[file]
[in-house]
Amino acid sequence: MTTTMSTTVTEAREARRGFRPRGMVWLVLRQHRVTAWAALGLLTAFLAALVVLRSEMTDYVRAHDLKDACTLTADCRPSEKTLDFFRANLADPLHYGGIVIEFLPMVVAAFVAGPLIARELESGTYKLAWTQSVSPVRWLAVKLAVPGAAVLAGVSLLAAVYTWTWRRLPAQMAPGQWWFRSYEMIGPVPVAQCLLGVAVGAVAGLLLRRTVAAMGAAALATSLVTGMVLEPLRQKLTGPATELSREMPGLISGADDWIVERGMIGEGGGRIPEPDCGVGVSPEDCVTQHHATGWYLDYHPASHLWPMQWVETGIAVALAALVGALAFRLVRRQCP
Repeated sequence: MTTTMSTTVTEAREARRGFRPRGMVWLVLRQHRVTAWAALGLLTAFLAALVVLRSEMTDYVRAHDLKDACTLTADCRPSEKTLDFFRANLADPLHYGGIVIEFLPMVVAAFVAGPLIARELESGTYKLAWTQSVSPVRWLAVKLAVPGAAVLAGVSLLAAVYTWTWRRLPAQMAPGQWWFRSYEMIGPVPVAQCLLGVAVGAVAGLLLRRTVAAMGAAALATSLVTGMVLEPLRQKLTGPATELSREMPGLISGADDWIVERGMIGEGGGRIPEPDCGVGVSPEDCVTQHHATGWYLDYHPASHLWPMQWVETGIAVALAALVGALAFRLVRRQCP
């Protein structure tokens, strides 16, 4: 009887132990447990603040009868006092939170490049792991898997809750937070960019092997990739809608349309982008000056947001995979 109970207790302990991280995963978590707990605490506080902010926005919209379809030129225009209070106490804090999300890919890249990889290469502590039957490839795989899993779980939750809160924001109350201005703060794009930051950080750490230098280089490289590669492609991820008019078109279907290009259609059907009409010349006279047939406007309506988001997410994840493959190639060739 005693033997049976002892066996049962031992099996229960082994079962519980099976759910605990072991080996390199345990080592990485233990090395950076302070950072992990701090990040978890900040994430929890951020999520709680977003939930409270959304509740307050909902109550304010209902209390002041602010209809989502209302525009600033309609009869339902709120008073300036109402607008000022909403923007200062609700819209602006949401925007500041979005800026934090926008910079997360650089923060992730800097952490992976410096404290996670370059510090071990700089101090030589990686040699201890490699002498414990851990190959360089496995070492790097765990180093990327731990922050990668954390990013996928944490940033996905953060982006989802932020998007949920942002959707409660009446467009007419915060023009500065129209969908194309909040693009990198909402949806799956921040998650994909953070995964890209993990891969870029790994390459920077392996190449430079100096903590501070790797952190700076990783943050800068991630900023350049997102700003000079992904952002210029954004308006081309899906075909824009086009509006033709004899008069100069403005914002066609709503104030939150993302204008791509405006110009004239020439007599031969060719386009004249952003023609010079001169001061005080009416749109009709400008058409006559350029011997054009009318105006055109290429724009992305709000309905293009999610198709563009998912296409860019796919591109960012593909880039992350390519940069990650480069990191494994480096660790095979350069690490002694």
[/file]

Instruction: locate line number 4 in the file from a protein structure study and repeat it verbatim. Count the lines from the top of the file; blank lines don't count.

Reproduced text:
């Protein structure tokens, strides 16, 4: 009887132990447990603040009868006092939170490049792991898997809750937070960019092997990739809608349309982008000056947001995979 109970207790302990991280995963978590707990605490506080902010926005919209379809030129225009209070106490804090999300890919890249990889290469502590039957490839795989899993779980939750809160924001109350201005703060794009930051950080750490230098280089490289590669492609991820008019078109279907290009259609059907009409010349006279047939406007309506988001997410994840493959190639060739 005693033997049976002892066996049962031992099996229960082994079962519980099976759910605990072991080996390199345990080592990485233990090395950076302070950072992990701090990040978890900040994430929890951020999520709680977003939930409270959304509740307050909902109550304010209902209390002041602010209809989502209302525009600033309609009869339902709120008073300036109402607008000022909403923007200062609700819209602006949401925007500041979005800026934090926008910079997360650089923060992730800097952490992976410096404290996670370059510090071990700089101090030589990686040699201890490699002498414990851990190959360089496995070492790097765990180093990327731990922050990668954390990013996928944490940033996905953060982006989802932020998007949920942002959707409660009446467009007419915060023009500065129209969908194309909040693009990198909402949806799956921040998650994909953070995964890209993990891969870029790994390459920077392996190449430079100096903590501070790797952190700076990783943050800068991630900023350049997102700003000079992904952002210029954004308006081309899906075909824009086009509006033709004899008069100069403005914002066609709503104030939150993302204008791509405006110009004239020439007599031969060719386009004249952003023609010079001169001061005080009416749109009709400008058409006559350029011997054009009318105006055109290429724009992305709000309905293009999610198709563009998912296409860019796919591109960012593909880039992350390519940069990650480069990191494994480096660790095979350069690490002694």